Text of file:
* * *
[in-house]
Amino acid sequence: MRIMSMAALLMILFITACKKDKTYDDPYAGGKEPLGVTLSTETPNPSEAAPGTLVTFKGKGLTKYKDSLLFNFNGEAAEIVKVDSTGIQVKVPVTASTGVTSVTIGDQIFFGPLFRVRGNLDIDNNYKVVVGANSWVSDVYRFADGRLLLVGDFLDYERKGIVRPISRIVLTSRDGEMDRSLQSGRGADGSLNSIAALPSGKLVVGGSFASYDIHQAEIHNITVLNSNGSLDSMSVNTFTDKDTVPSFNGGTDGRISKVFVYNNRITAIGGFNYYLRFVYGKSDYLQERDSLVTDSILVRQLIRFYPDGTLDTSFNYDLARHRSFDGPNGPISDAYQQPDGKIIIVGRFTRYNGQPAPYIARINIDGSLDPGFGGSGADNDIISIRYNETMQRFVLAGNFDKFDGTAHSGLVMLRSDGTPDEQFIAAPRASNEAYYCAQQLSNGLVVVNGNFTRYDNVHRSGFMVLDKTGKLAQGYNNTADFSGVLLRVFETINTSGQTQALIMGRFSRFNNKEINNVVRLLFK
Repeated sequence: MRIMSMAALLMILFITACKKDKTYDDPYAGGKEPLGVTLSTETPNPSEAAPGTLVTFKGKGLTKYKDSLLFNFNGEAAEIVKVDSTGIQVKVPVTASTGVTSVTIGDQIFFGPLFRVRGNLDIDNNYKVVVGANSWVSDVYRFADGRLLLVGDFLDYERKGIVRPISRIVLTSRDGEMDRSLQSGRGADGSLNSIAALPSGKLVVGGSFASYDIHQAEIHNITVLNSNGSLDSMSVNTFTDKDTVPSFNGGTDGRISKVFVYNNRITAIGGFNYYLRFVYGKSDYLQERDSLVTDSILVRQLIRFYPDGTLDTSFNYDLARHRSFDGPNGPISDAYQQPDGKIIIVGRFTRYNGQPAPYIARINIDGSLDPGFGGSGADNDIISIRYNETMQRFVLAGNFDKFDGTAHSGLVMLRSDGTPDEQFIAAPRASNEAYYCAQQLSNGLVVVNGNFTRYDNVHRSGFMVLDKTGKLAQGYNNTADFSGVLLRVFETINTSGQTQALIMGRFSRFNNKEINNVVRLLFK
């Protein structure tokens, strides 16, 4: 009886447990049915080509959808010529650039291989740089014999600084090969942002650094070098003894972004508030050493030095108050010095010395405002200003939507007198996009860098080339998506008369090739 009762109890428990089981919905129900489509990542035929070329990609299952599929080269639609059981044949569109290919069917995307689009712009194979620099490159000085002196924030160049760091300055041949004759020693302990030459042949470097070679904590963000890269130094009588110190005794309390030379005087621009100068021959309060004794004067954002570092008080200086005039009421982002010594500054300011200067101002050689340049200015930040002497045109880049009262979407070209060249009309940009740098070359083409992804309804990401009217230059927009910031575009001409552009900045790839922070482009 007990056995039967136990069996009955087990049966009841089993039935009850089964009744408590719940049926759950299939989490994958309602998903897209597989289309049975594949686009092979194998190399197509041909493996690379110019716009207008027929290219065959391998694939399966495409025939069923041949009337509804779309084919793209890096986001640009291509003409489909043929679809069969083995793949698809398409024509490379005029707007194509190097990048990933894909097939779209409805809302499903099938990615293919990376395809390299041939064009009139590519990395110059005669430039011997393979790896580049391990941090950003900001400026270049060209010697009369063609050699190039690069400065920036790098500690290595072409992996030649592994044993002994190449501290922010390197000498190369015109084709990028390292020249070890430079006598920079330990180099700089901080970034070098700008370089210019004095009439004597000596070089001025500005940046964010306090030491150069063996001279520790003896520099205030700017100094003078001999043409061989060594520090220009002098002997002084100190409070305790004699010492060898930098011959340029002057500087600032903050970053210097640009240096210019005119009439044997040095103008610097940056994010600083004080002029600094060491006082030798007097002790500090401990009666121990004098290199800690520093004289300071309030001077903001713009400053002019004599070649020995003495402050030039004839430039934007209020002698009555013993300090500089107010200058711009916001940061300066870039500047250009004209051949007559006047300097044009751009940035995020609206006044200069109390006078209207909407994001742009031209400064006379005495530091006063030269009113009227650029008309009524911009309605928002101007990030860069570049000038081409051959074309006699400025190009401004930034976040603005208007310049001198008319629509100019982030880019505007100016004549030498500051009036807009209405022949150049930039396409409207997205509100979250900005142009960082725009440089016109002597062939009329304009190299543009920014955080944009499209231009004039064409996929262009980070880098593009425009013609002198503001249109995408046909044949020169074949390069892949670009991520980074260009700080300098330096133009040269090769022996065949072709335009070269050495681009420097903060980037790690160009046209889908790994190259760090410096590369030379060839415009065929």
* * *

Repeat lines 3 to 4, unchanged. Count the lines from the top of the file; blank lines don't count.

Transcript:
Repeated sequence: MRIMSMAALLMILFITACKKDKTYDDPYAGGKEPLGVTLSTETPNPSEAAPGTLVTFKGKGLTKYKDSLLFNFNGEAAEIVKVDSTGIQVKVPVTASTGVTSVTIGDQIFFGPLFRVRGNLDIDNNYKVVVGANSWVSDVYRFADGRLLLVGDFLDYERKGIVRPISRIVLTSRDGEMDRSLQSGRGADGSLNSIAALPSGKLVVGGSFASYDIHQAEIHNITVLNSNGSLDSMSVNTFTDKDTVPSFNGGTDGRISKVFVYNNRITAIGGFNYYLRFVYGKSDYLQERDSLVTDSILVRQLIRFYPDGTLDTSFNYDLARHRSFDGPNGPISDAYQQPDGKIIIVGRFTRYNGQPAPYIARINIDGSLDPGFGGSGADNDIISIRYNETMQRFVLAGNFDKFDGTAHSGLVMLRSDGTPDEQFIAAPRASNEAYYCAQQLSNGLVVVNGNFTRYDNVHRSGFMVLDKTGKLAQGYNNTADFSGVLLRVFETINTSGQTQALIMGRFSRFNNKEINNVVRLLFK
């Protein structure tokens, strides 16, 4: 009886447990049915080509959808010529650039291989740089014999600084090969942002650094070098003894972004508030050493030095108050010095010395405002200003939507007198996009860098080339998506008369090739 009762109890428990089981919905129900489509990542035929070329990609299952599929080269639609059981044949569109290919069917995307689009712009194979620099490159000085002196924030160049760091300055041949004759020693302990030459042949470097070679904590963000890269130094009588110190005794309390030379005087621009100068021959309060004794004067954002570092008080200086005039009421982002010594500054300011200067101002050689340049200015930040002497045109880049009262979407070209060249009309940009740098070359083409992804309804990401009217230059927009910031575009001409552009900045790839922070482009 007990056995039967136990069996009955087990049966009841089993039935009850089964009744408590719940049926759950299939989490994958309602998903897209597989289309049975594949686009092979194998190399197509041909493996690379110019716009207008027929290219065959391998694939399966495409025939069923041949009337509804779309084919793209890096986001640009291509003409489909043929679809069969083995793949698809398409024509490379005029707007194509190097990048990933894909097939779209409805809302499903099938990615293919990376395809390299041939064009009139590519990395110059005669430039011997393979790896580049391990941090950003900001400026270049060209010697009369063609050699190039690069400065920036790098500690290595072409992996030649592994044993002994190449501290922010390197000498190369015109084709990028390292020249070890430079006598920079330990180099700089901080970034070098700008370089210019004095009439004597000596070089001025500005940046964010306090030491150069063996001279520790003896520099205030700017100094003078001999043409061989060594520090220009002098002997002084100190409070305790004699010492060898930098011959340029002057500087600032903050970053210097640009240096210019005119009439044997040095103008610097940056994010600083004080002029600094060491006082030798007097002790500090401990009666121990004098290199800690520093004289300071309030001077903001713009400053002019004599070649020995003495402050030039004839430039934007209020002698009555013993300090500089107010200058711009916001940061300066870039500047250009004209051949007559006047300097044009751009940035995020609206006044200069109390006078209207909407994001742009031209400064006379005495530091006063030269009113009227650029008309009524911009309605928002101007990030860069570049000038081409051959074309006699400025190009401004930034976040603005208007310049001198008319629509100019982030880019505007100016004549030498500051009036807009209405022949150049930039396409409207997205509100979250900005142009960082725009440089016109002597062939009329304009190299543009920014955080944009499209231009004039064409996929262009980070880098593009425009013609002198503001249109995408046909044949020169074949390069892949670009991520980074260009700080300098330096133009040269090769022996065949072709335009070269050495681009420097903060980037790690160009046209889908790994190259760090410096590369030379060839415009065929």